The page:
Cobi Jones at an Angel City FC match in 2022. Sep 25, 2022; Los Angeles, California, USA; Cobi Jones arrives on the pink carpet before a NWSL game between Racing Louisville FC and Angel City FC at Banc of California Stadium. Mandatory Credit: Jayne Kamin-Oncea-USA TODAY Sports

Ahead of the Feb. 25 start of the 2023 MLS season, we now know more of the figures that will be working broadcasts under Apple’s 10-year, $2.5 billion global deal with the league. That deal sees the partnership produce both simulcasts on linear TV and streaming-only matches, with the price for the whole MLS Season Pass product $14.99 per month or $99 for a season. MLS and Apple announced their first wave of broadcast talent earlier this month, and now they’ve added 31 more on-air personalities to their team.

New English-language figures here include studio host Kaylyn Kyle, studio analyst Shep Messing, rules analyst Christina Unkel, play-by-play voices Dre Cordero, Keith Costigan, Kevin Egan, Mark Followill, Adrian Healey, Eric Krakauer, Mark Rogondino, Tyler Terens, and Callum Williams, and match analysts Brian Dunseth, Danny Higginbotham, Cobi Jones (seen above at a Racing Louisville FC-Angel City FC NWSL match last September), Devon Kerr, Heath Pearce, Lloyd Sam, Ross Smith, and Jamie Watson. There are also several figures added to both the Spanish and French broadcasts, and further confirmation that all matches overall will feature English and Spanish broadcasts (and pre- and post-game coverage in both those languages), with matches involving Canadian sides also including French broadcast options. Here are some quotes from the MLS release:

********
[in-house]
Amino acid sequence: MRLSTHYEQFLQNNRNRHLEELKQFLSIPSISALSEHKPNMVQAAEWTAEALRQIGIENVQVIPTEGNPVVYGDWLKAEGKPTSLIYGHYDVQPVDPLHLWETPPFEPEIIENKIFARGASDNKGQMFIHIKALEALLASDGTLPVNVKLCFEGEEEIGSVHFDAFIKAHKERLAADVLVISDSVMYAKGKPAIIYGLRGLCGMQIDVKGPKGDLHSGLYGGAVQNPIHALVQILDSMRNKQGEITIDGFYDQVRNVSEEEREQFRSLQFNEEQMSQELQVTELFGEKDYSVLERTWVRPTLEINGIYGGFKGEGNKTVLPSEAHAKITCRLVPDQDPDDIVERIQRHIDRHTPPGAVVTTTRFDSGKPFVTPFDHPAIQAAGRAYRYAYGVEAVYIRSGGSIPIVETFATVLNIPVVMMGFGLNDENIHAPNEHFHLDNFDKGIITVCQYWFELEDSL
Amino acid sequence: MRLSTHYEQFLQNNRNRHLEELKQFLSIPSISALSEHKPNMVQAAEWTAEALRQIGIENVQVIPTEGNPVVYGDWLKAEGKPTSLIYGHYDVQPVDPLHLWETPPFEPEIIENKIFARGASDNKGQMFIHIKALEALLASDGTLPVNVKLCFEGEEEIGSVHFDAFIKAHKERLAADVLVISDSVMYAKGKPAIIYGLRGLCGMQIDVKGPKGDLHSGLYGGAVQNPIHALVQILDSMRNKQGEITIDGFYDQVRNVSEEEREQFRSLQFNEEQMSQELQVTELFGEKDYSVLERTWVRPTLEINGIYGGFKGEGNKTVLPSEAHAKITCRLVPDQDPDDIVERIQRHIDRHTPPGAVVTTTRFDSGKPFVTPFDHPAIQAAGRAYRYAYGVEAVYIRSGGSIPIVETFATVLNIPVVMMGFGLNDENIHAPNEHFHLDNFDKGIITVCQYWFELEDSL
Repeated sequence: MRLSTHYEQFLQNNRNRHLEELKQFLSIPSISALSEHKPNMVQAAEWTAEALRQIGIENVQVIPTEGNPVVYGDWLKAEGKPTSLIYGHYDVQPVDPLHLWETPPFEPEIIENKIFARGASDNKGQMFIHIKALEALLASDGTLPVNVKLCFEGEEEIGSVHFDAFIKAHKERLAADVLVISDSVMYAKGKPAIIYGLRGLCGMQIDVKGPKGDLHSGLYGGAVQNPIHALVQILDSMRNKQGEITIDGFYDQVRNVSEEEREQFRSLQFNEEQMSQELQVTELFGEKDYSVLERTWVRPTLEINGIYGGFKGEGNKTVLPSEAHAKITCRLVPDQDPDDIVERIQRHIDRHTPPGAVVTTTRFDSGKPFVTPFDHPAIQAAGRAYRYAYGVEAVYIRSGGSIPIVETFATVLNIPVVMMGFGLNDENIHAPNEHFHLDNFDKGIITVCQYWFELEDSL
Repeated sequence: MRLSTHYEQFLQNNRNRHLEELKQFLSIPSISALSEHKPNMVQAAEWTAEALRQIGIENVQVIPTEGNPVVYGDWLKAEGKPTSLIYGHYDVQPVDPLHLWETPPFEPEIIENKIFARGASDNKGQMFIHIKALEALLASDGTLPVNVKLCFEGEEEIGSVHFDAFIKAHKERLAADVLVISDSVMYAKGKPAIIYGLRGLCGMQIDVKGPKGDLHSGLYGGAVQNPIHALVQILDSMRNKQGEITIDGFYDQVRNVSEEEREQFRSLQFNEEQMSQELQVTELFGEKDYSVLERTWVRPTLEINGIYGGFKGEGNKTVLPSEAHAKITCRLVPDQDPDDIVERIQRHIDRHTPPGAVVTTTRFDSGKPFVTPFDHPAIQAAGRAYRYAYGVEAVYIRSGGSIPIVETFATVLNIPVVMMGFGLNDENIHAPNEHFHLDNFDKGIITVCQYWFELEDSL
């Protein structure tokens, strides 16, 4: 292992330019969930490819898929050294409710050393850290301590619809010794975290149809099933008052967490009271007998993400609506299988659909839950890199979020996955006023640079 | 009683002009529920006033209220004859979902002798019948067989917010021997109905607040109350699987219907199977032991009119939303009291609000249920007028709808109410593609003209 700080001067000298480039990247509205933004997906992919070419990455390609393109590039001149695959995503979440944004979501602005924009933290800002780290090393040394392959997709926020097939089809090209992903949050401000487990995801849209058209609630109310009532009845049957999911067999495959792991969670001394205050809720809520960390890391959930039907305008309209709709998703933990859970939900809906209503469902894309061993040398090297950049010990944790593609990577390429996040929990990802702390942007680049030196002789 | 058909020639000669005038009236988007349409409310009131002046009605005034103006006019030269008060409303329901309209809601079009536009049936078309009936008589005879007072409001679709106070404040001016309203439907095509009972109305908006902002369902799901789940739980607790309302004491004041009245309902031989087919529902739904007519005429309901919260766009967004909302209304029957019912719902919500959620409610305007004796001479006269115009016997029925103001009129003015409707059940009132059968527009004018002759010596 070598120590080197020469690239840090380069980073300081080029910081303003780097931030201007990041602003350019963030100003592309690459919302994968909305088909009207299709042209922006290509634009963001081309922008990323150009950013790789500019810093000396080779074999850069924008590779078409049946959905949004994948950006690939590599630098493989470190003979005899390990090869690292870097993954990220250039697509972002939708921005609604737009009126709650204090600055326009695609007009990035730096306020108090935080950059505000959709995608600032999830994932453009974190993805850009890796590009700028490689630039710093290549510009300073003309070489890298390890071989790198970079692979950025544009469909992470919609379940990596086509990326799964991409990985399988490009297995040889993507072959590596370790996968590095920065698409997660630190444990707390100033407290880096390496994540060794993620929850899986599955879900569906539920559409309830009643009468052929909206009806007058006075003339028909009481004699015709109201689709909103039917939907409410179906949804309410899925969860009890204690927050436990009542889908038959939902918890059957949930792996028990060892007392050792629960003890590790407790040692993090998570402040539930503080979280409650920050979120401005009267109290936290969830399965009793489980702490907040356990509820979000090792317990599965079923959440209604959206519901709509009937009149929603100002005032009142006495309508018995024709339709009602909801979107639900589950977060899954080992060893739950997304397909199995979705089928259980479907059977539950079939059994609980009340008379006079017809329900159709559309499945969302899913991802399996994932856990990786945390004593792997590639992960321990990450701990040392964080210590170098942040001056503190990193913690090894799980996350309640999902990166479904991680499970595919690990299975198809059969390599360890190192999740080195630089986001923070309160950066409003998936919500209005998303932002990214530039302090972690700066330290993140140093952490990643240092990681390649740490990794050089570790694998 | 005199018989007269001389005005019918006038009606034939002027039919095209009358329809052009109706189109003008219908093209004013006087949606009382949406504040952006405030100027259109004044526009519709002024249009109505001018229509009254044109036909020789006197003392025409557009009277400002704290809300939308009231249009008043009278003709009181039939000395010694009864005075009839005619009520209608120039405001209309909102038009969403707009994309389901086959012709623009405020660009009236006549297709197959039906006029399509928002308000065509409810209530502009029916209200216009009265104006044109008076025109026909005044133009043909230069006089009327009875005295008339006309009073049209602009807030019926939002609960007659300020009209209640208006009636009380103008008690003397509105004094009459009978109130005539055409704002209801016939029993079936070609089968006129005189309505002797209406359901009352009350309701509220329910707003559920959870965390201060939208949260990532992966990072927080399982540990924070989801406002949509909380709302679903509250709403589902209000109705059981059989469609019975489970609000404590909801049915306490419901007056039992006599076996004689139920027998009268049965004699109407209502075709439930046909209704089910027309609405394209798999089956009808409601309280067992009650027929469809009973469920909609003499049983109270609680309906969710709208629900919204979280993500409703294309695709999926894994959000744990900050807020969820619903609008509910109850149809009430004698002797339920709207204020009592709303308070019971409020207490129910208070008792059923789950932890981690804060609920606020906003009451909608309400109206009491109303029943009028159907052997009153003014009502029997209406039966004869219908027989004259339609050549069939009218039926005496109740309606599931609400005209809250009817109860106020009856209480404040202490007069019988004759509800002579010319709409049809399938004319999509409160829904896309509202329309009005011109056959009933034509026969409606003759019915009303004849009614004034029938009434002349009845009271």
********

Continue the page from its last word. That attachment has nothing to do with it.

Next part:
“What we’re experiencing here with Apple and MLS is the next stage of entertainment and we are blessed to be part of this transitional time,” [Spanish announcer Jorge] Perez-Navarro said. “To be able to reach so many people around the world is not only exciting but carries a big responsibility as we build and create a world class product for soccer fans everywhere.”

“For Major League Soccer to align with Apple and everything that means is massive,” Costigan said. “People around the world are going to see that there is a soccer culture in this country, and it is really inclusive inside the stadiums, from young fans to old fans, to expatriates of other countries coming to support the local team. That mix inside the stadium is incredible. With the World Cup coming here in three years, Apple is aligning with MLS at the perfect time.”

More details on specific broadcast pairings and production plans are yet to come. There may be more announcers announced too, as Jonathan Tannenwald of The Philadelphia Inquirer noted:

The further details may also include the previouslydiscussed idea of having many announcers work regionally. We’ll see if that comes to pass, and if so, in exactly what form it plays out. And we’ll see what else MLS and Apple announce ahead of the start of the season.

[; photo from Jayne Kamin-Oncea/USA Today Sports]

About Andrew Bucholtz

Andrew Bucholtz has been covering sports media for Awful Announcing since 2012. He is also a staff writer for The Comeback. His previous work includes time at Yahoo! Sports Canada and Black Press.